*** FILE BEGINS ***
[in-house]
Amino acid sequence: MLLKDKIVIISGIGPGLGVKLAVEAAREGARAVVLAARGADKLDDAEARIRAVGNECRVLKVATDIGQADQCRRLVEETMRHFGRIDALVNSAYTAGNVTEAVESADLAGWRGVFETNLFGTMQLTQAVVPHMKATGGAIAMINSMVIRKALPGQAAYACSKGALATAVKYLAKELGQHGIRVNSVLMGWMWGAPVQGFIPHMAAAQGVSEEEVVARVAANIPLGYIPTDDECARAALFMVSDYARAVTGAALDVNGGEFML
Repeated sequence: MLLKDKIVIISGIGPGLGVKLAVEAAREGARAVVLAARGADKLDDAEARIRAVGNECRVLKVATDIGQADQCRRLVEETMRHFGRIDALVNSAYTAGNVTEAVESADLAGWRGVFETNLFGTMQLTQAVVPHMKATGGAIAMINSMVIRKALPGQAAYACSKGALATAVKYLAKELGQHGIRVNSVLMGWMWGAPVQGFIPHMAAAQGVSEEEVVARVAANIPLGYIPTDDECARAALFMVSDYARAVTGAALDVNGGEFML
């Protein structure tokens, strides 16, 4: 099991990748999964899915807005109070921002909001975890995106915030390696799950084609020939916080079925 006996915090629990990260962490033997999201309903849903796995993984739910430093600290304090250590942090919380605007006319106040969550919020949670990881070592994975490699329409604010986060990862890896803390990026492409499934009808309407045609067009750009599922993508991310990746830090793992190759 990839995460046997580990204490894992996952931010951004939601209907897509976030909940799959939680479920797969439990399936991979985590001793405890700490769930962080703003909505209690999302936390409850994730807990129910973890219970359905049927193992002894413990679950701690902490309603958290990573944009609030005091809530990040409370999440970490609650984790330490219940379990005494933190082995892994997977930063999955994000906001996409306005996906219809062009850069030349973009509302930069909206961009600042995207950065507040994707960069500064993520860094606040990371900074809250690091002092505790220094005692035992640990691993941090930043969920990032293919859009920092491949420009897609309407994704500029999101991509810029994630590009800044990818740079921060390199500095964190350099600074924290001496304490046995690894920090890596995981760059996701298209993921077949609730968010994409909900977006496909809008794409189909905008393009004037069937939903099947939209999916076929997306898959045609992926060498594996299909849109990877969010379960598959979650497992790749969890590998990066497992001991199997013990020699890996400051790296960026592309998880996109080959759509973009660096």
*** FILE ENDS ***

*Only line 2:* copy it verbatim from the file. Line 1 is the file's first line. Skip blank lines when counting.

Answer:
Amino acid sequence: MLLKDKIVIISGIGPGLGVKLAVEAAREGARAVVLAARGADKLDDAEARIRAVGNECRVLKVATDIGQADQCRRLVEETMRHFGRIDALVNSAYTAGNVTEAVESADLAGWRGVFETNLFGTMQLTQAVVPHMKATGGAIAMINSMVIRKALPGQAAYACSKGALATAVKYLAKELGQHGIRVNSVLMGWMWGAPVQGFIPHMAAAQGVSEEEVVARVAANIPLGYIPTDDECARAALFMVSDYARAVTGAALDVNGGEFML